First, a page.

Driving while distracted is a common hazard that causes many car accidents in the area. Using cell phones to text, engage with social media, or send or receive emails or other electronic messages is a particularly dangerous form of distraction, and the consequences of texting while driving are often severe.
If you have sustained injuries in a motor vehicle crash and you believe the other driver might have been texting, you could be eligible to file a claim for damages. Consult a Lancaster texting while driving accident lawyer right away to learn about your legal alternatives and how best to proceed with your case.
Drivers are banned from using their cell phones to read, send, or receive written communication while their vehicle is in motion, according to 75 Pennsylvania § 3316. Although the penalties for this offense are not very severe, a driver may face serious repercussions if an accident results from their failure to give their full attention to the road. If someone injured a vehicle accident could prove that a driver was texting, the driver could be found negligent and liable for damages.
Negligence is a failure to use reasonable care which results in an injury to someone else. If an injured person seeks to file a claim against the other driver, their attorney needs to demonstrate that the driver did not provide the necessary duty of care to other people on the road, and their negligence caused the accident.
The state allows drivers to choose full tort or limited tort liability insurance coverage. The type of coverage will determine the way an injured person can seek compensation for injuries caused by a distracted driver.
If the injured person has automobile insurance and opted for full tort coverage, they can seek damages from the insurer of the driver who was texting and caused the accident. Damages could include payment for the injured driver’s pain and suffering, lost enjoyment of life, mental anguish, and other subjective consequences of the crash. If negotiations do not result in a fair settlement offer, an injured person with full tort coverage has the option to bring a lawsuit against the negligent driver.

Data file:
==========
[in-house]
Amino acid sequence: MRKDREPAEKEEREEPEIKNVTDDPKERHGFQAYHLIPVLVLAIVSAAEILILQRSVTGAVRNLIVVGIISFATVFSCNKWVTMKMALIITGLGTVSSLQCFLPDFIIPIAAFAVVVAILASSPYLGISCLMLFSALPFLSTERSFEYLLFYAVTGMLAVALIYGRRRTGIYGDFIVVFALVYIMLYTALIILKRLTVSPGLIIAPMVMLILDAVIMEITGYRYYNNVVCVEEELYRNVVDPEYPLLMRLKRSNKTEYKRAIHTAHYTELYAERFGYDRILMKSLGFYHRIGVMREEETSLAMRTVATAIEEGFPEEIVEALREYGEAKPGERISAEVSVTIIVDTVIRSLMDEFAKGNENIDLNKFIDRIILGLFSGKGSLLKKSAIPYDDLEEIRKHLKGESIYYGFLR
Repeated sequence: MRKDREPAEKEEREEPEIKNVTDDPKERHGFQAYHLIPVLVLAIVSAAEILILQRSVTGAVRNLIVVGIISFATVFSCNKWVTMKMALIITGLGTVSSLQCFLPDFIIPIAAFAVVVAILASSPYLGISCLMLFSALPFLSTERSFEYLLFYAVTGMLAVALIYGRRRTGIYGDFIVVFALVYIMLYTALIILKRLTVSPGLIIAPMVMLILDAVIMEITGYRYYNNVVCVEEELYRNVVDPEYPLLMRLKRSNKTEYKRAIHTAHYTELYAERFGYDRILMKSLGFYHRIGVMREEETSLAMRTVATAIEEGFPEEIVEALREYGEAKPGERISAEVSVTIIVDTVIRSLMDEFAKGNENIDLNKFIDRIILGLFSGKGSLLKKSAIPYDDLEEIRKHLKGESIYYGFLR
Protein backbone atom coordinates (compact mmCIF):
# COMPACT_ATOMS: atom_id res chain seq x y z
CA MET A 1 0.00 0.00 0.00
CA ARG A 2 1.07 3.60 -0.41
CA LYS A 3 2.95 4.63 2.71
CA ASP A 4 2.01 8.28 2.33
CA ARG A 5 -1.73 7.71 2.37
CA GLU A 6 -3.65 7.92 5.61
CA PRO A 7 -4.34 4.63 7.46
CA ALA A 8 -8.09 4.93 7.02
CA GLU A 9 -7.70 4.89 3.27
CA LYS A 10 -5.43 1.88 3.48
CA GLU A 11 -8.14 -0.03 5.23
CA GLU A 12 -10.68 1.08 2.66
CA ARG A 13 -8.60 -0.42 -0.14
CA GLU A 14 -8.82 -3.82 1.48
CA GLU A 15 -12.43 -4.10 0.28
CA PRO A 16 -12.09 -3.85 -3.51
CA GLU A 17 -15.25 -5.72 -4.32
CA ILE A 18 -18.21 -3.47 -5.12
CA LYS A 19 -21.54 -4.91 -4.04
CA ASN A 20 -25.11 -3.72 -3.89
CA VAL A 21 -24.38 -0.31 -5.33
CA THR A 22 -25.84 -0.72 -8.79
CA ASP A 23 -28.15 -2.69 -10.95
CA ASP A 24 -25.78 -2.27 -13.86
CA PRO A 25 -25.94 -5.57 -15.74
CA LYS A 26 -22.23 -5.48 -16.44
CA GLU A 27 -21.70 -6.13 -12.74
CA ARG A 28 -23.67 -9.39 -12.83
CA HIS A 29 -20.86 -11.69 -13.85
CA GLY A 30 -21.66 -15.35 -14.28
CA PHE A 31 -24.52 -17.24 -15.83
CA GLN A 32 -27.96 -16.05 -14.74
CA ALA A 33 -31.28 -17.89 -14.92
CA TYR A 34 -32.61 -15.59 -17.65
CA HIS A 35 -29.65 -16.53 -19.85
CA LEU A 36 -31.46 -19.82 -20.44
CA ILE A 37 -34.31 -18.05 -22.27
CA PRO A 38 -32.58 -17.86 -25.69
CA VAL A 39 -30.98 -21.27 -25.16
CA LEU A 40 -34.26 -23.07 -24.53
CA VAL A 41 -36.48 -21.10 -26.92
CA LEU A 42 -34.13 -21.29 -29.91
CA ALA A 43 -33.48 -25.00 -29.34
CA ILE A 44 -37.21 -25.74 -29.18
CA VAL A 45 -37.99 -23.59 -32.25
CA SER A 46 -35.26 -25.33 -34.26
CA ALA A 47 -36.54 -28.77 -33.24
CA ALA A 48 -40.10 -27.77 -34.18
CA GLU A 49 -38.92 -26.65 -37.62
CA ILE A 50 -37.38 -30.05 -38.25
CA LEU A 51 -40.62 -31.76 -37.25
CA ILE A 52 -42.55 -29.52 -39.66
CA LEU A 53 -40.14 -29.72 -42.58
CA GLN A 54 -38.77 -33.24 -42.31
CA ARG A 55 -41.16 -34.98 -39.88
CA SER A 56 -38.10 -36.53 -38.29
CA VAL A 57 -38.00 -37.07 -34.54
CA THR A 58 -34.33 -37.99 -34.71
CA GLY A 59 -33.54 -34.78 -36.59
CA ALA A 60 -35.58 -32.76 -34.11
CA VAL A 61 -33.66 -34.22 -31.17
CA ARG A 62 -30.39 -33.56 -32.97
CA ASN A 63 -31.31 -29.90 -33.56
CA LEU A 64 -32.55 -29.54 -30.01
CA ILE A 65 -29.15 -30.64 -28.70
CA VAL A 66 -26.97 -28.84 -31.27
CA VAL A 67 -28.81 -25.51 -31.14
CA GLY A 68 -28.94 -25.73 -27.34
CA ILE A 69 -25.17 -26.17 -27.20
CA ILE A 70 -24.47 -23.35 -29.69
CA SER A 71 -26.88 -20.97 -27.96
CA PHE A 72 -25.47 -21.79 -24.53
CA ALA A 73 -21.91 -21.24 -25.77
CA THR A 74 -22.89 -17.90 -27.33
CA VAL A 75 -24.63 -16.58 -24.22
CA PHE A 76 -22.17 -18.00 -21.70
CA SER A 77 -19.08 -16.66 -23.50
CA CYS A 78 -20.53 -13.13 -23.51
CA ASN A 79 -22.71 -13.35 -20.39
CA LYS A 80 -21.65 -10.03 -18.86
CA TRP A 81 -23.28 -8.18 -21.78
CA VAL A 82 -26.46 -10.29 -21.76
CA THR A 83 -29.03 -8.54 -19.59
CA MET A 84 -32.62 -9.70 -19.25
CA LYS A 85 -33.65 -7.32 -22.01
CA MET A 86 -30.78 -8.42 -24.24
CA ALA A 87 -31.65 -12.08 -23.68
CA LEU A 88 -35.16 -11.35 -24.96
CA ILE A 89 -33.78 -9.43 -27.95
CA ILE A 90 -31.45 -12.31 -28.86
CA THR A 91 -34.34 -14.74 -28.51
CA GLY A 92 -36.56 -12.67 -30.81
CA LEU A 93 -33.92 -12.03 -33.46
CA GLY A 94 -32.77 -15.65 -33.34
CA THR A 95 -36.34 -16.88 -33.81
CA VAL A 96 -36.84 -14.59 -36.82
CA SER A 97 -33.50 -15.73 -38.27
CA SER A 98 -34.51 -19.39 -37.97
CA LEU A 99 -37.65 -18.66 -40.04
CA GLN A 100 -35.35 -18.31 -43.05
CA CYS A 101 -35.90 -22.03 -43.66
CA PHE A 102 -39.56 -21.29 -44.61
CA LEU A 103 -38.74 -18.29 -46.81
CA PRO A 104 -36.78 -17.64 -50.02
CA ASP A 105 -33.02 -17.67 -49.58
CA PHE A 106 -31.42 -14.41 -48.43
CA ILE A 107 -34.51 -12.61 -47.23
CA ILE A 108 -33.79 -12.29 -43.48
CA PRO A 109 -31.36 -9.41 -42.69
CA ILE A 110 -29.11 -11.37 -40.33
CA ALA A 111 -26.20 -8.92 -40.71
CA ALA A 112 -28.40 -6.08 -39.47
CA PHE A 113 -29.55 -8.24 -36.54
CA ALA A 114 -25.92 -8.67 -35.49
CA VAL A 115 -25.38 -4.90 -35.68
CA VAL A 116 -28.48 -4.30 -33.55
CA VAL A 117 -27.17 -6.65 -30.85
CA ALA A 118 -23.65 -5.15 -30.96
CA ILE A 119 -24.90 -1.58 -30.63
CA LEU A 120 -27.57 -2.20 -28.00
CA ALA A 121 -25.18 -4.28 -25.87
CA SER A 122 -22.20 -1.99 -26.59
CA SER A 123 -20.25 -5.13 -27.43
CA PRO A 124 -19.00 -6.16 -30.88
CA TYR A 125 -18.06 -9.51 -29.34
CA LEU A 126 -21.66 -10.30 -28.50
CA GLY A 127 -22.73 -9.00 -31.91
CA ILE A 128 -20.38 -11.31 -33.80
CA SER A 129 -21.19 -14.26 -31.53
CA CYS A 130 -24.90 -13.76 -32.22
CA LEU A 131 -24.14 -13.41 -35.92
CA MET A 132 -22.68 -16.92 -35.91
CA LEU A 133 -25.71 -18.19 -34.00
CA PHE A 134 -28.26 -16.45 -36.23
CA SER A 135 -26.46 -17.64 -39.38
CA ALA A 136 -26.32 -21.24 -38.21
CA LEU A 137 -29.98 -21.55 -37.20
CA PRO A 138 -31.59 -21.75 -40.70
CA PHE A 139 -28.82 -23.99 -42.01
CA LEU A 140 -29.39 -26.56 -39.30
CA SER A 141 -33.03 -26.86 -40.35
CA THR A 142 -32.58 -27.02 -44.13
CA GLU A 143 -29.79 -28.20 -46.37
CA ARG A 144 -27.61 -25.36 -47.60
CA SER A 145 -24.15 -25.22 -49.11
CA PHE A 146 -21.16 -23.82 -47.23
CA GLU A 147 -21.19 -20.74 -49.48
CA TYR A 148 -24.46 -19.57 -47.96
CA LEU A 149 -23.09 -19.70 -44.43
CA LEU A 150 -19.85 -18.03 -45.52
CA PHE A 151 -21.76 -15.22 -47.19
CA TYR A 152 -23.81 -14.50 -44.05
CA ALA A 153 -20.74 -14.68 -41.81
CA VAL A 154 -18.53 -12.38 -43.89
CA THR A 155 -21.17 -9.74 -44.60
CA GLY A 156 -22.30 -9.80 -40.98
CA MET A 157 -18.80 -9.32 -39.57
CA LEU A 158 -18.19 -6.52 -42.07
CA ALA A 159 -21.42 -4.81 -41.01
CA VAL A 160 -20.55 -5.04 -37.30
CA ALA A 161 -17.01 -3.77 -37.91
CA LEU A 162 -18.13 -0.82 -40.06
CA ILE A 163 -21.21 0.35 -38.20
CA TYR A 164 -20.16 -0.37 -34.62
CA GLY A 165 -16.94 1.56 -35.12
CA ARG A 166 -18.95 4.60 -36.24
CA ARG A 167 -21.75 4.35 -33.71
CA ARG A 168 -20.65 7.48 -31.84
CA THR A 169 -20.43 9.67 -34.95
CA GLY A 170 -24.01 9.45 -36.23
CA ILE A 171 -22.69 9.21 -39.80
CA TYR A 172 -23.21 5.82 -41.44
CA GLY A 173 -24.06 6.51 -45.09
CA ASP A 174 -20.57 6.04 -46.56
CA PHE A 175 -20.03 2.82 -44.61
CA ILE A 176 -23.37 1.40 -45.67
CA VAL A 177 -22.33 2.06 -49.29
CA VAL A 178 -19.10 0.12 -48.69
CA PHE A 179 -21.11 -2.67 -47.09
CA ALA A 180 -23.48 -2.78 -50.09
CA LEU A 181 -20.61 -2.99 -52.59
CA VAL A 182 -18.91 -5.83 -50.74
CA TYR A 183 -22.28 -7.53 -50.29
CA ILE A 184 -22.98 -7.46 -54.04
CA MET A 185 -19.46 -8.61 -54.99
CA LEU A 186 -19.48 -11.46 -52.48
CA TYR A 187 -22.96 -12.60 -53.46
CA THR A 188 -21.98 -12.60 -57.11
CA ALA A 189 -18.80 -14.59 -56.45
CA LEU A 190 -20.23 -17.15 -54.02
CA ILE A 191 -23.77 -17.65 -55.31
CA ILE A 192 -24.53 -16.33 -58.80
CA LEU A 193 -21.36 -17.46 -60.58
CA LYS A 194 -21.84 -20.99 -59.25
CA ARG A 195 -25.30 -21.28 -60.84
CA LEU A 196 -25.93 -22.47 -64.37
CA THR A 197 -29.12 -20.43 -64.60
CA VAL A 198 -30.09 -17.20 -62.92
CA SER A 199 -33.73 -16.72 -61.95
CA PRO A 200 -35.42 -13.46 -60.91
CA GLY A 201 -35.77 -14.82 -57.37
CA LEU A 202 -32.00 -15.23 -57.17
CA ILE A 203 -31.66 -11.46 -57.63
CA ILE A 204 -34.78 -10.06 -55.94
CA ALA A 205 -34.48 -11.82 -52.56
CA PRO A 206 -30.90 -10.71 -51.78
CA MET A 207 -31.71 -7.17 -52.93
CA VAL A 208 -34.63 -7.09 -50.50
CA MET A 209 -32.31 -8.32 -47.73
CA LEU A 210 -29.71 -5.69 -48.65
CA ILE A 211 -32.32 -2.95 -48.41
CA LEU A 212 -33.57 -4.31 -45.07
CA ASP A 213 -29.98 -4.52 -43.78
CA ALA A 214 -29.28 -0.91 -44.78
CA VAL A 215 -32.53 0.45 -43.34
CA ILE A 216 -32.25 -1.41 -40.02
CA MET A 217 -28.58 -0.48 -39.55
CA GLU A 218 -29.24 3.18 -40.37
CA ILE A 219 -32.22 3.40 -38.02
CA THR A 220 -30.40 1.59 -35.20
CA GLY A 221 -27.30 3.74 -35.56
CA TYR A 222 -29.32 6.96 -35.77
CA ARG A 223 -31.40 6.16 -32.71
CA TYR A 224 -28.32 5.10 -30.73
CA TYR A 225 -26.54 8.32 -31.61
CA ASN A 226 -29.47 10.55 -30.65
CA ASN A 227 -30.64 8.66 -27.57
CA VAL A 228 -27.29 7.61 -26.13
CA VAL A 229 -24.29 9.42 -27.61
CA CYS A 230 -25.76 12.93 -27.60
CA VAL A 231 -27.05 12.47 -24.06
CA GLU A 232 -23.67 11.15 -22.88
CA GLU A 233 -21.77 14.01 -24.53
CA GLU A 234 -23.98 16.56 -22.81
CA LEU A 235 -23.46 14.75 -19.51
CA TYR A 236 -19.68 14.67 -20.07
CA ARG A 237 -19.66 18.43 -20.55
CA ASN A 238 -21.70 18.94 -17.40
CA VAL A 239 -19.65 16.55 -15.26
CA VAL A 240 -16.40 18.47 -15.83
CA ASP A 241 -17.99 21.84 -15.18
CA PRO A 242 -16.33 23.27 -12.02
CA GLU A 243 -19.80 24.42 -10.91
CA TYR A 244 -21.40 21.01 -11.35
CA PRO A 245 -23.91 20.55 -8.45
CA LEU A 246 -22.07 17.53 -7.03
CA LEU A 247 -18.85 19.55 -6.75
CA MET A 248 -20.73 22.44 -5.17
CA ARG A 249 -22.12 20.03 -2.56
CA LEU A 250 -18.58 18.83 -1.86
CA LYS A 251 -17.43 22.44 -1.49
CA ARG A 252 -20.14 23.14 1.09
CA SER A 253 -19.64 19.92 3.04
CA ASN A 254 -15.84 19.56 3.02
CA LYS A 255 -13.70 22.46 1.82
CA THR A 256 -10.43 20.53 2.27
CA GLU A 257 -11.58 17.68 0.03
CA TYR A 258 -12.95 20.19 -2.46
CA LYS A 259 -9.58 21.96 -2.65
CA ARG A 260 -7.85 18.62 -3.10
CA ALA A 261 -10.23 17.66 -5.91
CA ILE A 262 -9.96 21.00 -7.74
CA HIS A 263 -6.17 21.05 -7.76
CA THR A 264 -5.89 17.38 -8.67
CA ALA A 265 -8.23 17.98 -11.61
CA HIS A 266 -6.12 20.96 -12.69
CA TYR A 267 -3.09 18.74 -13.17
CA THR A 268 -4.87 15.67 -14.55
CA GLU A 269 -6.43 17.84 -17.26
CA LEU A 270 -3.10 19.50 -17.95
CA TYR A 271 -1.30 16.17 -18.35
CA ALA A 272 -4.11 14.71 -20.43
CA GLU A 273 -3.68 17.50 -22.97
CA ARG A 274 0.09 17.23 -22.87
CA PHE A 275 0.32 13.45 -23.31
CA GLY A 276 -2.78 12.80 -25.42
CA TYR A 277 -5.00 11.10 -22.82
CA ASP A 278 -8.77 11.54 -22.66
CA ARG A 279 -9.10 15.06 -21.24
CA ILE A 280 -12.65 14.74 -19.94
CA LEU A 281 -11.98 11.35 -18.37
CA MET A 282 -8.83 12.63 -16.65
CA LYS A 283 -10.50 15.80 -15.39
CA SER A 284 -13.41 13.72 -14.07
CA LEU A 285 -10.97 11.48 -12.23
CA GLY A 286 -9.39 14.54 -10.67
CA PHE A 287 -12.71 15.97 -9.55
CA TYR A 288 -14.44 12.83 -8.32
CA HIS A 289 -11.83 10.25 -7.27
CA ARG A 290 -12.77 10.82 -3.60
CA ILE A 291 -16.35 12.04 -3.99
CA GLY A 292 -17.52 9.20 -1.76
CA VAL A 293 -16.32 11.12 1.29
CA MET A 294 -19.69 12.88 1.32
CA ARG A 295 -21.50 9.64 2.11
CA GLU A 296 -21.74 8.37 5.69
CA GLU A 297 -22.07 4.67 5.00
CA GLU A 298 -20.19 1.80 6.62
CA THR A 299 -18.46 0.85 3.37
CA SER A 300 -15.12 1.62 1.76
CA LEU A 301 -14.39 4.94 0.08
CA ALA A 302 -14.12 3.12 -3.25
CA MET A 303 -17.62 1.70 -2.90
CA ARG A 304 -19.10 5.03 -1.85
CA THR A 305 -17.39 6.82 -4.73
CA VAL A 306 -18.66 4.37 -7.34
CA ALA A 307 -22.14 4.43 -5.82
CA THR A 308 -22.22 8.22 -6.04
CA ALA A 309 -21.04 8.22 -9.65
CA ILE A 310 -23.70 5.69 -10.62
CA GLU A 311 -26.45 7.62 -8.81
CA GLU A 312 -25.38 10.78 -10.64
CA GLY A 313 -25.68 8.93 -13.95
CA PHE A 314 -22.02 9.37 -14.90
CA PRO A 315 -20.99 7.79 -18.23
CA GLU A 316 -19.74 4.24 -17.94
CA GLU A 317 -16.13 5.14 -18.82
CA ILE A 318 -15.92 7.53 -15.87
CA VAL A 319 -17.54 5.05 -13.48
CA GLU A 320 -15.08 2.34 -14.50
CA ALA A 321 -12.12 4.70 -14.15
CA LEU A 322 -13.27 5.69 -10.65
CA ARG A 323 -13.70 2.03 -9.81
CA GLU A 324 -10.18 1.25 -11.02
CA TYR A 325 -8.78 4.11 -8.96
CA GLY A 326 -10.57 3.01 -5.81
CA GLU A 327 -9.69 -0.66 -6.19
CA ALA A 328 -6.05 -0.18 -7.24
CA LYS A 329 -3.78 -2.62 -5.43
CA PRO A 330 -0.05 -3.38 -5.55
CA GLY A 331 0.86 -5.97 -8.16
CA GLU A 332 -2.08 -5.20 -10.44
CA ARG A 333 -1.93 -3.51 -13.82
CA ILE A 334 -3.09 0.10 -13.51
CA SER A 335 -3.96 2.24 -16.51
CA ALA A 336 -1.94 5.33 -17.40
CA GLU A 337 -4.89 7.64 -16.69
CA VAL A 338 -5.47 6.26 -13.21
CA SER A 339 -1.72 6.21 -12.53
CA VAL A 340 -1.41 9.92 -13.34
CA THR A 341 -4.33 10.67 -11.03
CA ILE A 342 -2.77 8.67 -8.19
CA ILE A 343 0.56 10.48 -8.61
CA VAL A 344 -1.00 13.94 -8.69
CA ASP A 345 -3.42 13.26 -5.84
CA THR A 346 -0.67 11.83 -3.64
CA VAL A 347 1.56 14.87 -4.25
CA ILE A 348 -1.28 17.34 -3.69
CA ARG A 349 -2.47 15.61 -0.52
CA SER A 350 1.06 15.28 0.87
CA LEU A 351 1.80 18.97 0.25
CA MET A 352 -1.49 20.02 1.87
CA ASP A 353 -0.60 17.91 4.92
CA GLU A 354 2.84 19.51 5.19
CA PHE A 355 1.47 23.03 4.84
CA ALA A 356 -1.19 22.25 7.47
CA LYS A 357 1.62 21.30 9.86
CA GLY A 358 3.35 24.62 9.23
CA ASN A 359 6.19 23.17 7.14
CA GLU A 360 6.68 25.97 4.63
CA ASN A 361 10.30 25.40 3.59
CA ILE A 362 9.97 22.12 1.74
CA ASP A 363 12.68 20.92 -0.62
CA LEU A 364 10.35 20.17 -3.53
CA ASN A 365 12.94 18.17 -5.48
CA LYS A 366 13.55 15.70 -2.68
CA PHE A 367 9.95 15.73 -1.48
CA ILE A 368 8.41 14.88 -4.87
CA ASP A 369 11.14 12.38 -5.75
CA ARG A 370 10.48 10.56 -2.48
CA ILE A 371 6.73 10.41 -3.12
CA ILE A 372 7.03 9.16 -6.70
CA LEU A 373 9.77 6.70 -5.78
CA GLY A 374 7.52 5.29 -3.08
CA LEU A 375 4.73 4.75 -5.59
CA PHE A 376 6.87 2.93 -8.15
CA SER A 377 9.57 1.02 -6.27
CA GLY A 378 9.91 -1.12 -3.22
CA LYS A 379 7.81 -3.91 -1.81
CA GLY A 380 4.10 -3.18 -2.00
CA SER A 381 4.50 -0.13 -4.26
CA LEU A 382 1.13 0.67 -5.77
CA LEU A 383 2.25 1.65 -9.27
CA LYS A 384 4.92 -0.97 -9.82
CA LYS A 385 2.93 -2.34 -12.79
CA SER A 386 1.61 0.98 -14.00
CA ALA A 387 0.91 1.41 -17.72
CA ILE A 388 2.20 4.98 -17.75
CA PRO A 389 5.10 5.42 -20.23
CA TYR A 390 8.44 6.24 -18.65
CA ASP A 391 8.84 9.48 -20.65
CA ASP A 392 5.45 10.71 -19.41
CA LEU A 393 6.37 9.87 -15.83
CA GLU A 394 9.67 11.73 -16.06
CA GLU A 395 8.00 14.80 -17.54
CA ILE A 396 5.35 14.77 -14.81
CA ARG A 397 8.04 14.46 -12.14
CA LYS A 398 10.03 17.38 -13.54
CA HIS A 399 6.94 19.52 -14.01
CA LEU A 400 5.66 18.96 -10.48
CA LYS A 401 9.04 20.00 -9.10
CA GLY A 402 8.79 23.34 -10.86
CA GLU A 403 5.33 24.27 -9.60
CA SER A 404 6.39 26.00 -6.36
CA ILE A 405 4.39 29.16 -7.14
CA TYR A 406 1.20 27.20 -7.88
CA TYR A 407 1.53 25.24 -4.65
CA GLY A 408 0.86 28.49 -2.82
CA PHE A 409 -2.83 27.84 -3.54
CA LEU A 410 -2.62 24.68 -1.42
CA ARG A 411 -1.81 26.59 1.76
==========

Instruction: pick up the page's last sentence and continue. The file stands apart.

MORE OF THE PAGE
If an injured person has limited tort coverage, they must seek compensation from their own insurer, regardless of fault. Unless an exception applies, their payments will be limited to their out-of-pocket expenses, and they cannot seek payment for pain and suffering or other intangible losses.
Regardless of the type of coverage, any insurance settlement could be subject to negotiation. A dedicated attorney from McDonald at Law who has experience handling texting while driving cases could ensure that an injured person receives fair compensation for their losses.
Many car accidents result from the combined negligence of more than one person. If another driver was texting but the injured person was speeding, it could be unfair to assign the texting driver all the blame for the accident.
Pennsylvania law recognizes that an injured person’s negligence could have contributed to their accident. The injured person could still collect damages from others who are at least as negligent, but their damages will be adjusted to reflect their degree of fault.
Establishing degrees of fault is often the subject of fierce negotiation. A skilled Lancaster attorney could investigate the circumstances of a crash and present evidence, including witness statements and cell phone records, proving that the other driver’s texting was the primary cause of the wreck.
Establishing negligence in a car accident case involving texting can be difficult without the assistance of legal counsel. If you are trying to get a fair settlement for your injuries, you may need a qualified professional to represent your interests. Fortunately, Lancaster texting while driving accident lawyer could work diligently to prove that the distracted driver should be held liable for your injuries. Schedule a consultation right away to learn more.